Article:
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Too much Preston Shumpert spelled big trouble for Connecticut.

Mired in a two-game shooting slump, Shumpert hit a school-record eight three-pointers and scored 34 points Monday night as No. 17 Syracuse held off Connecticut, 65-60, in a big game for both teams.

Shumpert staked Syracuse (20-6, 8-5 Big East) to a big early lead, then stopped Connecticut's final rally with six points to help give Jim Boeheim his 23rd 20-win season in 25 years as coach.

"I just got some good looks, and I was knocking them down," said Shumpert, who had only 20 points combined in the previous two games, both losses. "In the past few games, it wasn't a problem getting looks, it was just me making shots. During the year I struggled a little bit, but I think now I can just improve."

Syracuse, which had lost three of its last four, led the entire game and handed the Huskies (17-9, 6-7) only their second loss in the last six.

"This was a good win," Boeheim said after his 595th victory in 800 games. "You come off two tough losses in this league, it's good to get this one."

UConn outrebounded Syracuse by 47-34, 26-14 on the offensive glass. But the Huskies' inability to convert many of those second chances was crucial.

"We had courage, we did a nice job of competing, we didn't do a good job of playing," Connecticut coach Jim Calhoun said. "When you get 26 offensive rebounds, you'd like to think you could get 30 points out of that. The two big kids inside (Edmund Saunders and Souleymane Wane) were 1 for 12 (shooting). I just don't know how a team could look so inept inside the paint."

Damone Brown (Seneca) had 12 points and seven rebounds, and Kueth Duany had eight points and three blocks for Syracuse.

Albert Mouring led Connecticut with 17 points, Caron Butler had 15 and 13 rebounds, and Wane had 10 rebounds and five assists.

Connecticut, which never led and trailed by as many as 16 in the first half, got two baskets by Butler to start the second half, the second cutting Syracuse's lead to 42-35 in the first 79 seconds of play.

"That's how we play," said Taliek Brown, who had nine points, four assists and three steals for the Huskies. "We start out kind of slow and just start playing hard in the second half. We can't do that. We've got to play hard for 40 minutes."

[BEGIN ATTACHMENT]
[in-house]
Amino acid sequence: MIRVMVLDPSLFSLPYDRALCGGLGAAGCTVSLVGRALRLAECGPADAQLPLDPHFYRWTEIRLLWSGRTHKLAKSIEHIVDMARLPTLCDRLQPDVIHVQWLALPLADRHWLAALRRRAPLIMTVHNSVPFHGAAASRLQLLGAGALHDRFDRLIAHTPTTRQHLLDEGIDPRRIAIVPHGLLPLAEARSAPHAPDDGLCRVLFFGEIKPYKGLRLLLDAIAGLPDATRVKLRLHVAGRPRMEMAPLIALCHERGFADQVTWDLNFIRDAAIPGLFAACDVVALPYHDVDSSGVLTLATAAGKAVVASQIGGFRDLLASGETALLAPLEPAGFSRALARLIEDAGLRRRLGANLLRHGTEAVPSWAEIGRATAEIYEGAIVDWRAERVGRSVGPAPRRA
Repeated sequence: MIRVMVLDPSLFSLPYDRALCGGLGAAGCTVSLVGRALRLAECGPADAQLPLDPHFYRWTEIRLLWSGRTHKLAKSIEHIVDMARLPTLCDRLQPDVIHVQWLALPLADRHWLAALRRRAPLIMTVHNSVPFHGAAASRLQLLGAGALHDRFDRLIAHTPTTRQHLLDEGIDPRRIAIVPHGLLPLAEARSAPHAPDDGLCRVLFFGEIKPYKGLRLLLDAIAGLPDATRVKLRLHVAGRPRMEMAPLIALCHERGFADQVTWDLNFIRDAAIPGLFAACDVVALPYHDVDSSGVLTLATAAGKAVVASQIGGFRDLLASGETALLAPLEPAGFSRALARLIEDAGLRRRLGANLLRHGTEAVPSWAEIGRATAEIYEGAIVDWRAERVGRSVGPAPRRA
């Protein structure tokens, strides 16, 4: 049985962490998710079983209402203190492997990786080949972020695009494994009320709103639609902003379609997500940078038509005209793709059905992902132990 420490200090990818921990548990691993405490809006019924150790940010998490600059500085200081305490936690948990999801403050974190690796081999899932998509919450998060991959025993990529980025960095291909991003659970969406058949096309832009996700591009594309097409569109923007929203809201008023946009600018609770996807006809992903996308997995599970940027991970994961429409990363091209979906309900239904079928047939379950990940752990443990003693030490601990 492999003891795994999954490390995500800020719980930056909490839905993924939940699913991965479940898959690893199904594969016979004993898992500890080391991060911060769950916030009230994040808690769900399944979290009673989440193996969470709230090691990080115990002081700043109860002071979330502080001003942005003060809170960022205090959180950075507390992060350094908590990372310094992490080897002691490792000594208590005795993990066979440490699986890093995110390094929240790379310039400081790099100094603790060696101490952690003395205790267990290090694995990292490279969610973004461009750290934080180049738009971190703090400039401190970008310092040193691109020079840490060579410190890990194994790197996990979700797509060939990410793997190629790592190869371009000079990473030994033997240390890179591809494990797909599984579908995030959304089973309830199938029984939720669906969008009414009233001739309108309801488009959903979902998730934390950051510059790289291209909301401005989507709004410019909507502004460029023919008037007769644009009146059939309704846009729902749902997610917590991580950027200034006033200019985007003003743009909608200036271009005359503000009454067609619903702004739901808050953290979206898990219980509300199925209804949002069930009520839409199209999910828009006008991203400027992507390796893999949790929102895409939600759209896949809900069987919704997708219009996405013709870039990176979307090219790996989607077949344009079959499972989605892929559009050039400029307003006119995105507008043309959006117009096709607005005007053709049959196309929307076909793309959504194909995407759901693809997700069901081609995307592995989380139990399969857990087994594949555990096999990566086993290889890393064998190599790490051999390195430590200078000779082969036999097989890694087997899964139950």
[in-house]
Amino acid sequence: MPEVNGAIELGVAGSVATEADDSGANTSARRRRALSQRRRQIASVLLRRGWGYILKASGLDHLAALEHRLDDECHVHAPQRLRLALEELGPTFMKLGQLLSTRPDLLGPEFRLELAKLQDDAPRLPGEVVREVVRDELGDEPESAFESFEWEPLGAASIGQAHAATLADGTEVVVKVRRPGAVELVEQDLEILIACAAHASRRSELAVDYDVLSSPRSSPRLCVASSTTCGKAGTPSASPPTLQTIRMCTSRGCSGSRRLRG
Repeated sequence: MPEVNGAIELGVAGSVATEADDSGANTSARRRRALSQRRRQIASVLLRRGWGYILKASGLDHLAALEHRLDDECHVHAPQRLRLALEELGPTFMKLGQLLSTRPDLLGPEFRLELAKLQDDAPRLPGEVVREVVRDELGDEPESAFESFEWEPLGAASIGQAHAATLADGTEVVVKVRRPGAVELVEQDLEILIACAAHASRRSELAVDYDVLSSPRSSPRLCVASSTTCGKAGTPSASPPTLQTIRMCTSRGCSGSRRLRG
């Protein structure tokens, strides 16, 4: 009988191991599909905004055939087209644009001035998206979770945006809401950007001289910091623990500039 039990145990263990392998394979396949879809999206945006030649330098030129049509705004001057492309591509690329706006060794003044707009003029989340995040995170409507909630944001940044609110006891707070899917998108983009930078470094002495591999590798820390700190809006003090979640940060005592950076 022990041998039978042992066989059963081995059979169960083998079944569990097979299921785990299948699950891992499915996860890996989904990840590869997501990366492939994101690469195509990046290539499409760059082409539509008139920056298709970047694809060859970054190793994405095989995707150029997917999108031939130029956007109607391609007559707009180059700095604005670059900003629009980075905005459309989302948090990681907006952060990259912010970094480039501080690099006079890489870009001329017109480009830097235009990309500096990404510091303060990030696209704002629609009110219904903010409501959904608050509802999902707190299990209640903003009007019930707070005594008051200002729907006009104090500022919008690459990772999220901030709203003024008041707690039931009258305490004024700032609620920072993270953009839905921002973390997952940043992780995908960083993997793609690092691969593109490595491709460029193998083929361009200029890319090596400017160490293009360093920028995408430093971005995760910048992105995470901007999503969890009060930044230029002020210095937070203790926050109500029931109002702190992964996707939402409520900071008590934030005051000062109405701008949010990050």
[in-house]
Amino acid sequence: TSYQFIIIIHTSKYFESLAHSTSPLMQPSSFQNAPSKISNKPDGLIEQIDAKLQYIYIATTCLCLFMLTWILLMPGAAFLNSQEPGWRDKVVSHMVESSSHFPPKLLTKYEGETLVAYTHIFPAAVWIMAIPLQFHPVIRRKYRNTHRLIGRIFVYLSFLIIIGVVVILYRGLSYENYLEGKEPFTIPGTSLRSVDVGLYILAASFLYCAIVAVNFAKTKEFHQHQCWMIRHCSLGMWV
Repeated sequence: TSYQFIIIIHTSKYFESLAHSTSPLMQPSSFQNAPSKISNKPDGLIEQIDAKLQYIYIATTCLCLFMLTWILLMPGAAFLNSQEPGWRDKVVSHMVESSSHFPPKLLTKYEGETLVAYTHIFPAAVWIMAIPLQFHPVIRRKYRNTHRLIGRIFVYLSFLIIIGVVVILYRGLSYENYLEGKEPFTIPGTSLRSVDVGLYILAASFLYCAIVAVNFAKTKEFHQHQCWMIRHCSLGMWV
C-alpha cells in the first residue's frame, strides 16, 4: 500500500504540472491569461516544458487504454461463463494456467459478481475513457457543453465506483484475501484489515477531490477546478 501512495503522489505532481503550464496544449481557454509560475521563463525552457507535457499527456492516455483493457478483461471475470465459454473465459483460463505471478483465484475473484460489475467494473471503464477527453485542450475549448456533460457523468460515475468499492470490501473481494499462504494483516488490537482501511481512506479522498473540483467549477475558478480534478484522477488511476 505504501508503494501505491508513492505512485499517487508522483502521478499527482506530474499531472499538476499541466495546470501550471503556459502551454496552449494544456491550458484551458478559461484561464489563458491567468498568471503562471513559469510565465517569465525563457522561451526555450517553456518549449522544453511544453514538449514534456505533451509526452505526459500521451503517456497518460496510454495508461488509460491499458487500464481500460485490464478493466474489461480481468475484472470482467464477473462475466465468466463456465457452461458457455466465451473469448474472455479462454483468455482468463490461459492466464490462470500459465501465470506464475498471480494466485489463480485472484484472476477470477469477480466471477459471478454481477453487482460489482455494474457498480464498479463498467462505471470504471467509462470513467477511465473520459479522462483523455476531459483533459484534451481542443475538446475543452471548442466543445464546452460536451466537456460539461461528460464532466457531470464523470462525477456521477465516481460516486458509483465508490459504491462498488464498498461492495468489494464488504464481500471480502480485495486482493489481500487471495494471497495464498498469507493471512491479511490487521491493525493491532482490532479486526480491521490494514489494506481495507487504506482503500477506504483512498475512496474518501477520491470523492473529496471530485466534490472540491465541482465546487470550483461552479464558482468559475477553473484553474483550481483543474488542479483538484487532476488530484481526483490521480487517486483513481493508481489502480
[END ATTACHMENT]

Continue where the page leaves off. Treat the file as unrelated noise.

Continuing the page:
A three by Shumpert, his final one of the game, put Syracuse ahead, 48-35, with 16:26 left and eclipsed the old mark he held with Dave Johnson.

Oklahoma nips Missouri

COLUMBIA, Mo. -- The only Oklahoma starter not averaging in double figures made the last-second shot that beat Missouri.

Jameel Heywood, averaging 3.6 points, scored on a follow shot at the buzzer in the 16th-ranked Sooners' 63-61 victory.

"I just went after the rebound and got it and shot it, and I was lucky and it went in," said Heywood, who had nine points. "Definitely, this is my biggest shot."

Heywood followed up Nolan Johnson's miss and scored from the lane for Oklahoma (21-5, 10-4 Big 12). The Sooners have beaten Missouri (17-8, 8-4) six straight times and ended the Tigers' 13-game winning streak at the Hearnes Center, dating to the final game of last season.

The outcome was briefly in doubt although Oklahoma players swarmed a TV cameraman to celebrate. Referee Tom Rucker's call that the basket was good was emphatic, and officials certified the victory after checking the replay monitor.

Missouri coach Quin Snyder wasn't arguing the call.

"I told our guys to be upset, but don't be upset with the tip-in," Snyder said. "Be upset with all the little things we didn't do during the game."

J.R. Raymond had 13 points and Hollis Price 12 for Oklahoma, which has won nine of 10 overall after a 1-3 start in conference play.

Reserve Clarence Gilbert scored 16 points for Missouri.St. Joe's cracks poll

St. Joseph's fans thought their team should have cracked the Associated Press poll a long time ago. After all, the Hawks are off to their best start since 1985-86, winning seven straight and 15 of their last 16. Coach Phil Martelli wasn't worried.

"We knew we were playing good basketball, and if we continued to win the recognition and all the trappings of winning would come," said Martelli, whose Hawks (21-4) entered the Top 25 on Monday at No. 23.

Returning to No. 1 was Stanford after a two-week stay at No. 2. The Cardinal (23-1), which beat California by 88-56 in their only game last week, held the top ranking for four weeks until dropping one spot following their loss to UCLA.

Stanford made its jump following North Carolina's 75-65 loss to Clemson on Sunday. That not only dropped the Tar Heels to No. 2, but ended the nation's longest Division I winning streak at 18 games.

Tennessee tops women's poll

Tennessee replaced Notre Dame atop the Associated Press women's basketball poll Monday, a familiar spot for the Lady Vols but one they haven't held since February 1999.

Tennessee (26-1) received 33 of 40 first-place votes and 992 points from the national media panel, moving up from No. 2 after Notre Dame lost for the first time, 54-53, at Rutgers on Saturday night. The Irish (23-1), who had been the last unbeaten team in Division I, slipped to second with four first-place votes and 950 points.

Connecticut (22-2), is third.

Pitino rejects Rhode Island

SOUTH KINGSTOWN, R.I. -- Rick Pitino is not interested in coaching Rhode Island.

University president Robert Carothers said Pitino had been contacted by the school, but on Monday "expressed his desire not to be further considered for this position."

Pitino, who resigned last month as coach and president of the Boston Celtics, had been on a list of 50 potential candidates for the Rhode Island job.

The Rams are looking to replace Jerry DeGregorio, who resigned last Monday after posting the worst two-year record in school history.

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